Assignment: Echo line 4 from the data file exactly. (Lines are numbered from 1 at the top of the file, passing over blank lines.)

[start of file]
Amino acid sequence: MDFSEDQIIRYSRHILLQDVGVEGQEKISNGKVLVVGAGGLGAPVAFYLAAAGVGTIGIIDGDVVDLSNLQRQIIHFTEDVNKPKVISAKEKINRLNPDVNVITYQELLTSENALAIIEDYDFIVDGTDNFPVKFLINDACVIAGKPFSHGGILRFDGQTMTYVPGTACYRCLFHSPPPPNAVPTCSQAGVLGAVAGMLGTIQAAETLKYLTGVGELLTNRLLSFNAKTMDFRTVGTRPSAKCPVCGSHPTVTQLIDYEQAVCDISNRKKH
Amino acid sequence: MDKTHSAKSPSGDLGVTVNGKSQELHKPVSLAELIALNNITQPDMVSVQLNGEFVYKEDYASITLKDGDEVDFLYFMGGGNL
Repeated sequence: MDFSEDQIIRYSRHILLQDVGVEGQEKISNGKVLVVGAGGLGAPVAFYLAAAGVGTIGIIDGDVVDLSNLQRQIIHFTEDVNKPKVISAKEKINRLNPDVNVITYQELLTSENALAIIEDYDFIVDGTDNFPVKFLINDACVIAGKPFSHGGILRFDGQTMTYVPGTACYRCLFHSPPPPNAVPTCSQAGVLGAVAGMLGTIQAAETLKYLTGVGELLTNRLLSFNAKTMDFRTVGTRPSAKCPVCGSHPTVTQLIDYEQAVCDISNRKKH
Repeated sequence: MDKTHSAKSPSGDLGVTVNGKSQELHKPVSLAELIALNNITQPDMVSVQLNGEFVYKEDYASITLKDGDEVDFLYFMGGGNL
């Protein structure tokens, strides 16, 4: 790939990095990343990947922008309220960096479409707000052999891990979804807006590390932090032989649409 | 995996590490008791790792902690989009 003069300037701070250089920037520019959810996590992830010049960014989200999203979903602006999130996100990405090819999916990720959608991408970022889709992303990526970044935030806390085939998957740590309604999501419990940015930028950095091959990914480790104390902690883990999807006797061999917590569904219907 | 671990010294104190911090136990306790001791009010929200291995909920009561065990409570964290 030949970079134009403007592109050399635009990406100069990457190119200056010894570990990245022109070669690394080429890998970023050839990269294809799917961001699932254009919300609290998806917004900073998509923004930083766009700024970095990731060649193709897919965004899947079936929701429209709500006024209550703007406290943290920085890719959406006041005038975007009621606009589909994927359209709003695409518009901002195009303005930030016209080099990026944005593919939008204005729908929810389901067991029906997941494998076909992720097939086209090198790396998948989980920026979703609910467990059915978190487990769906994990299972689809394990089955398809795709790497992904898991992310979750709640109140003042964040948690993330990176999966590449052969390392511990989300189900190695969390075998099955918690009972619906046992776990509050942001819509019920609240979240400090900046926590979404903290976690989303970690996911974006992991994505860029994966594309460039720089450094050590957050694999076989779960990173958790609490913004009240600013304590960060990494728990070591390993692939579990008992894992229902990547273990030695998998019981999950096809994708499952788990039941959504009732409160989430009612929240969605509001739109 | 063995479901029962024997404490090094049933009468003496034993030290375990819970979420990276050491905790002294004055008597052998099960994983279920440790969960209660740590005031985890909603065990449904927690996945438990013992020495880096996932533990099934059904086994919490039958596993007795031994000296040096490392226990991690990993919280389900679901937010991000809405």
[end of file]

Repeated sequence: MDKTHSAKSPSGDLGVTVNGKSQELHKPVSLAELIALNNITQPDMVSVQLNGEFVYKEDYASITLKDGDEVDFLYFMGGGNL